At the Electronic Components & Technology Conference (ECTC) this month in Las Vegas the CPMT (Components, Packaging and Manufacturing Technology) Society of IEEE bought out their long time partners ECA (formerly EIA) and now have sole financial sponsorship of this highly regarded global conference.
ECA’s Bob Willis turns over the ECTC Conference
to outgoing IEEE CPMT President Bill Chen
STATSChipPAC expanding presence in eWLB
STATSChipPac, a member of the consortium which includes Infineon (the inventor of the technology), ST Micro and ASE, has been working diligently for the last few years to make the technology now generically known as eWLB [embedded wafer level BGA] the eventual successor to the BGA package.
|Cross section of the eWLB|
Raj Pendse,VP Flip Chip product line, indicates that STATS did 30K eWLB wafers in Q1 of 2010. Since all the necessary 300 mm equipment is not yet in place 300 mm wafers are currently being cored to 200 mm in order to run them through the current production line. STATSChipPAC plans on having full 300 mm capacity in place by 4Q 2010. According to Deputy Director of the Technology Division Seung Wook Yoon, yields are already “….approaching the high 90’s “
|Raj Pendse (left ) and Seung Wook Yoon|
Pendse commented that STATS has qualified a multidie (SiP) eWLB process and stacked ( 2 sided ) eWLB processes are being developed. Pendse sees eWLB as“…a bridge between current packaging solutions and full 3D stacked TSV solutions which are still a few years off”
Yoon indicates that eWLB packages are being used for baseband parts now and will be commercialized in Rf transceivers next. Pendsej sees the first multi die products being transceiver + connectivity chips and Rf devices.
ASE is the main second source for eWLB. Infineon has also licensed Portugal startup, Nanium (ex Quimonda / Infineon / Siemens)and others.
While there were more than 25 presentations and three short courses dealing with aspects of 3D IC integration (i.e. 3D with TSV) there were no commercial announcements of any significance this year. While Cu/Sn eutectic still appears to be the bonding technology of choice for OSATS like Amkor, STATSChipPAC and ASE, institutes continue to unravel the details of copper – copper bonding. It now appears clear from the work at Institutes such as CEA Leti and RTI (Research Triangle Institute) that thermocompression (TC) bonding and direct copper bonding lie on a continuum where direct bonding has the lowest temperature requirements and the highest roughness requirements (0.5 nm RMS) while TC bonding appears at the other end of the spectrum. The Leti group also extended direct bonding technology to tungsten which is used in several processes as the conductive TSV fill material.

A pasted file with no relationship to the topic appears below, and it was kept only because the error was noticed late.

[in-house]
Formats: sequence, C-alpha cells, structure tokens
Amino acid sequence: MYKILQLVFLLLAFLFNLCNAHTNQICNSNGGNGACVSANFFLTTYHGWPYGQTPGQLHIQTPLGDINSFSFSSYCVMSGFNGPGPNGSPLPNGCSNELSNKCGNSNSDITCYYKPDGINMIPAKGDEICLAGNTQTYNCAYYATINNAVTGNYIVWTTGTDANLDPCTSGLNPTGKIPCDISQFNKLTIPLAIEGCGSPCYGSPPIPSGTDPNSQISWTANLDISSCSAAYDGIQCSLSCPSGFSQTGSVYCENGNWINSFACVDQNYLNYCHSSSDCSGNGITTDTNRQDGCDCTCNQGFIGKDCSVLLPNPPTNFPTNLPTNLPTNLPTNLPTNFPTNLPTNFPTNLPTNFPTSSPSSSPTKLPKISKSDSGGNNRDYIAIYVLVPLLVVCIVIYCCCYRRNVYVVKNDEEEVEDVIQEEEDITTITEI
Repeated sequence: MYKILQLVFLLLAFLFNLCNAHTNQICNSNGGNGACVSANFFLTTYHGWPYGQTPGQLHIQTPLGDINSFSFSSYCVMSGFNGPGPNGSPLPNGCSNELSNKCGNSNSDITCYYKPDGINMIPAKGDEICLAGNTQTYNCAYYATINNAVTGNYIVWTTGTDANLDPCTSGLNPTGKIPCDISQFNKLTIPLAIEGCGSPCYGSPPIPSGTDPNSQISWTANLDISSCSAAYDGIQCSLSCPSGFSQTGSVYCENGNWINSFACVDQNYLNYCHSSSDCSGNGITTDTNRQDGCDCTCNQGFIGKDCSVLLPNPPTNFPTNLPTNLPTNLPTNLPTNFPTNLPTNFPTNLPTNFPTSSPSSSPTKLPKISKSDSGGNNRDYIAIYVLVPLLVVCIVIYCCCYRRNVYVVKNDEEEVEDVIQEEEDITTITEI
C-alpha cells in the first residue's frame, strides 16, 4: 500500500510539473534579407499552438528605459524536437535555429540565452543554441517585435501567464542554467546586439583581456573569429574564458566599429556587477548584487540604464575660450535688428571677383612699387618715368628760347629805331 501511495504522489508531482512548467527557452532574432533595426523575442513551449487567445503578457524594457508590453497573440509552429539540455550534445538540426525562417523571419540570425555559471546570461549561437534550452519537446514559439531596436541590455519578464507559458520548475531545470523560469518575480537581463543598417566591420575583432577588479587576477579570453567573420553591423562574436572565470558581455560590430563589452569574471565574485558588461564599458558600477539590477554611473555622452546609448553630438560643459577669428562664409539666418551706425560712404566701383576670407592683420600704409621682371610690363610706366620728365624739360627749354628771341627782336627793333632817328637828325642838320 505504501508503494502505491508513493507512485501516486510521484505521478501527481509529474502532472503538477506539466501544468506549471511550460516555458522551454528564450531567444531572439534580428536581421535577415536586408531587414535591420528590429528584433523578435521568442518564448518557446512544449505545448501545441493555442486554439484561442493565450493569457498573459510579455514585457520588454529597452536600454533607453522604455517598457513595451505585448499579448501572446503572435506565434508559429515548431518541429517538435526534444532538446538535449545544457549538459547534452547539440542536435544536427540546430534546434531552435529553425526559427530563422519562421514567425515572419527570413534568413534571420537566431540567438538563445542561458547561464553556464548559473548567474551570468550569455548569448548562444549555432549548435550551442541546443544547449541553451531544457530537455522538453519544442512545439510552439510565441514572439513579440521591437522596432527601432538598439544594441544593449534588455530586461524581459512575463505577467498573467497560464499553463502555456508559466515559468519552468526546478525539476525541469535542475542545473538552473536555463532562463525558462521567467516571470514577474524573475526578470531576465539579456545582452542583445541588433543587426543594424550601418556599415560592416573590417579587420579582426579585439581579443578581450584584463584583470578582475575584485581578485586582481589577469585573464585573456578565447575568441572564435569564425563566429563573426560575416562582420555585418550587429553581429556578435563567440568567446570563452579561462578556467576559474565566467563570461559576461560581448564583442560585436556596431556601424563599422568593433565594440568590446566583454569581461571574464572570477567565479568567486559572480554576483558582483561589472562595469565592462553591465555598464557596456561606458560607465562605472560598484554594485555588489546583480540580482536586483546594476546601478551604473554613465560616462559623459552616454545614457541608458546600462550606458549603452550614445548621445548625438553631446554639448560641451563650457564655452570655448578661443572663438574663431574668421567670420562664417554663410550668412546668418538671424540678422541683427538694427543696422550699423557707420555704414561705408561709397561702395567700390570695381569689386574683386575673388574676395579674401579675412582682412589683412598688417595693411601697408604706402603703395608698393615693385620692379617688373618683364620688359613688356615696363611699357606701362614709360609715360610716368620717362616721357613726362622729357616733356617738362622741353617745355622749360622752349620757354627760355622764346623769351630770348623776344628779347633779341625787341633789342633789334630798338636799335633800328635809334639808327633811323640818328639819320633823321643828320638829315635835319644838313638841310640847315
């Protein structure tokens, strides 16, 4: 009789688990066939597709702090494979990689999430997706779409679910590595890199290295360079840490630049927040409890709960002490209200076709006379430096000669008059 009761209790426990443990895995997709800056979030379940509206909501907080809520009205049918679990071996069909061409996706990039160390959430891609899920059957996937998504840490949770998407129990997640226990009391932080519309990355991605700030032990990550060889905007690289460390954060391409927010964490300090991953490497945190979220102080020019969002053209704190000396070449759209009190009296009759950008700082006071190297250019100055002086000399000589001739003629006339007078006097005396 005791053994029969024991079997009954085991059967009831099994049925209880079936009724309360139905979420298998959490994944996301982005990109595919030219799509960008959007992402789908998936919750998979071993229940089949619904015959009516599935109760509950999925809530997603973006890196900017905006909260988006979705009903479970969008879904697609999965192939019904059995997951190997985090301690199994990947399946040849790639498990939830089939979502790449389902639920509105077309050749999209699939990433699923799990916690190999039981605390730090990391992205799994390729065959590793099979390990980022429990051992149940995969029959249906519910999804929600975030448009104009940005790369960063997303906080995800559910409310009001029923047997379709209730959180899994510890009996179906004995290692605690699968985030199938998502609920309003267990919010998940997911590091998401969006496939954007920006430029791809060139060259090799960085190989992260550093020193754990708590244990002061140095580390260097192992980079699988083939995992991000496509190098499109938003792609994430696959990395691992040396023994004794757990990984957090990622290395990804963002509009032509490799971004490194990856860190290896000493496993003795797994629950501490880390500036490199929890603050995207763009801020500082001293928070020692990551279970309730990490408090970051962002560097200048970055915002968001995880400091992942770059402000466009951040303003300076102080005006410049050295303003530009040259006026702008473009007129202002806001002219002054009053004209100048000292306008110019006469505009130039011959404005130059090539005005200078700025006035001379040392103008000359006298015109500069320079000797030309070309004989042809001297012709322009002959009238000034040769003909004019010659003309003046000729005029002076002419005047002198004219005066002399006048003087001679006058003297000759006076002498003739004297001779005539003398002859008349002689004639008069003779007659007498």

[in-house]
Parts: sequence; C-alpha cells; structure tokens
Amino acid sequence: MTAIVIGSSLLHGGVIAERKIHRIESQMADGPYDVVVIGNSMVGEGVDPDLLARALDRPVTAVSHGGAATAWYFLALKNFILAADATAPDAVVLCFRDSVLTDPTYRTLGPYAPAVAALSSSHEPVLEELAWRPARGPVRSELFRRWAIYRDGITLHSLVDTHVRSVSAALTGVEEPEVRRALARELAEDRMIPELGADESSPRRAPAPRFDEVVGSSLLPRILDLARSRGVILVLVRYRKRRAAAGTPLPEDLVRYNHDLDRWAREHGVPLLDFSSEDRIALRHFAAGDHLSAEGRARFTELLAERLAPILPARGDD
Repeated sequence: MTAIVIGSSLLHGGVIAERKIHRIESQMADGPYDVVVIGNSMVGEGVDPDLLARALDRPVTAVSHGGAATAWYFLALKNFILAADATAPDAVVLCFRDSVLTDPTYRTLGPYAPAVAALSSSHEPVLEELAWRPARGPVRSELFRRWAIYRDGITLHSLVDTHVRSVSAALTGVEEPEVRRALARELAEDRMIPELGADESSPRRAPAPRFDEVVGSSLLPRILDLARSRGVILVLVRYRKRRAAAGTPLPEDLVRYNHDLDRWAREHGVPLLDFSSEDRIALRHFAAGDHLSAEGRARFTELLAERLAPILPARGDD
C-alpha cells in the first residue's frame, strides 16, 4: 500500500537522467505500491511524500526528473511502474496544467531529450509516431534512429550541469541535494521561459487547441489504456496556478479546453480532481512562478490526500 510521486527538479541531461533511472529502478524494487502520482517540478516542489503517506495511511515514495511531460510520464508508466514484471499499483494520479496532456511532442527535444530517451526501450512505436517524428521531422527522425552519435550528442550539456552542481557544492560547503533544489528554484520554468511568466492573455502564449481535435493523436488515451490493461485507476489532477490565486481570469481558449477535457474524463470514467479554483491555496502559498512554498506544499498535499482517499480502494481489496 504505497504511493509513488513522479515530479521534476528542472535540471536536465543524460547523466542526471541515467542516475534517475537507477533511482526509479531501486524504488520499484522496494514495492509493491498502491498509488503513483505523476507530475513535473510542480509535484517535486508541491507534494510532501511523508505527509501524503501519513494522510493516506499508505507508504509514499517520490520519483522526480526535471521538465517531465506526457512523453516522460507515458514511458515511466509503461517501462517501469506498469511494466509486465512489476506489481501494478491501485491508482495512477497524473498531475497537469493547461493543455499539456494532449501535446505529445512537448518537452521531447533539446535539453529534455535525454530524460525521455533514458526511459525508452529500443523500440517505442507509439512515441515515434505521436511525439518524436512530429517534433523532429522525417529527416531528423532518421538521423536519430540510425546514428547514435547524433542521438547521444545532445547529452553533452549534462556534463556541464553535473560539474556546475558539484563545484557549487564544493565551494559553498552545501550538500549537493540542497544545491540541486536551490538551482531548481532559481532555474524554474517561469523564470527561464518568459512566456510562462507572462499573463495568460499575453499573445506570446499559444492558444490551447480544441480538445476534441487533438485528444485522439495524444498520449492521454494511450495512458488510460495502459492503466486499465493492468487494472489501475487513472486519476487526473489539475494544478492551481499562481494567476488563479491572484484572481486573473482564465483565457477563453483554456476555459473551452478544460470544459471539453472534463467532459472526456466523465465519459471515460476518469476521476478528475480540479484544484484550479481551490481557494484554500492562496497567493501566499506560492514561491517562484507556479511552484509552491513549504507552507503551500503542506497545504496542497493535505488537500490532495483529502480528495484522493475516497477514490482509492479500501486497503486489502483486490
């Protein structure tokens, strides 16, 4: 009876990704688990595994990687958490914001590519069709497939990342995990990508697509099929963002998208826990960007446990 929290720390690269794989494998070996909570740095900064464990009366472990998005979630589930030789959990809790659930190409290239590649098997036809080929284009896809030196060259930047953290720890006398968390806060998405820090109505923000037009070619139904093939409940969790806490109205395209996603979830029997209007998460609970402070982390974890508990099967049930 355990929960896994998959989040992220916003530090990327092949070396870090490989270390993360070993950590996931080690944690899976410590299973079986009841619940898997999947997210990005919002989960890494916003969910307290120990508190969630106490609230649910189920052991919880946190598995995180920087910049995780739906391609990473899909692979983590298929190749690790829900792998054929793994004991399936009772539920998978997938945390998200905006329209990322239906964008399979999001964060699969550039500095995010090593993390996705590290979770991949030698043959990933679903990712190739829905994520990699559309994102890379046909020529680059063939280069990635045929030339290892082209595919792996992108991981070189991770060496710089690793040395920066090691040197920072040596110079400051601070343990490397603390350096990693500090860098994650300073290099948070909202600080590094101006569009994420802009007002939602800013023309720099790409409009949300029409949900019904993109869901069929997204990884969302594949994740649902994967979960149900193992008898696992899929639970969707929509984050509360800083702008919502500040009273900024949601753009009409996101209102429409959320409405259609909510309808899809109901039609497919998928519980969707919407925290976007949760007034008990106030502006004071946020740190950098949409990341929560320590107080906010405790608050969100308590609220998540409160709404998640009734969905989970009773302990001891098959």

Doublecheck thin wafer handling solution
Doublecheck Semiconductors, working with Disco and the Fraunhoffer IZM claims to have developed technology that enables standard silicon wafers to be thinned down to less than 100µm without the use of temporary adhesives, carrier wafers or other supports. CTO Florian Bieck indicates that “..this allows for backside-processing of TSV-Wafers utilizing standard processes and equipment without any temperature limit to PECVD, plasma etch or solder-reflow by the handling solution”. Managing Director Sven Spiller adds that their solution “…enables TSV wafers to be tested at wafer-level from both sides at the same time”
Doublecheck’s wafer design and process is based on existing equipment and processing from DISCO’s "TAIKO Series” . Doublecheck applies a patented slit design to the "TAIKO" wafer at the outer rim. This enables handling and processing thin wafers down to 50µm and less with standard machines in existing manufacturing lines. In a joint development program the three partners produced samples of 60µm thick wafers which show a complete RDL (redistribution layer) and bumping on the wafer backside.
Sven adds that “…together with Fraunhofer and DISCO we started 300mm development and we will offer our customers sampling and engineering services for TSV wherever needed."
|Doublecheck Thinned wafer|
TOK’s Zero Newton thin wafer handling solution
TOK’s Chris Rosenthal indicates that they have enhanced the thermal performance of the temporary adhesives used in their Zero Newton thin wafer handling systems. They claim to be comfortable with backside processing temperatures as high as 280 °C. They worked on a joint development program with the IBM 3D technology group in Yorktown Heights (Andry, Knickerbocker et. al.) who co-authored their presentation at ECTC.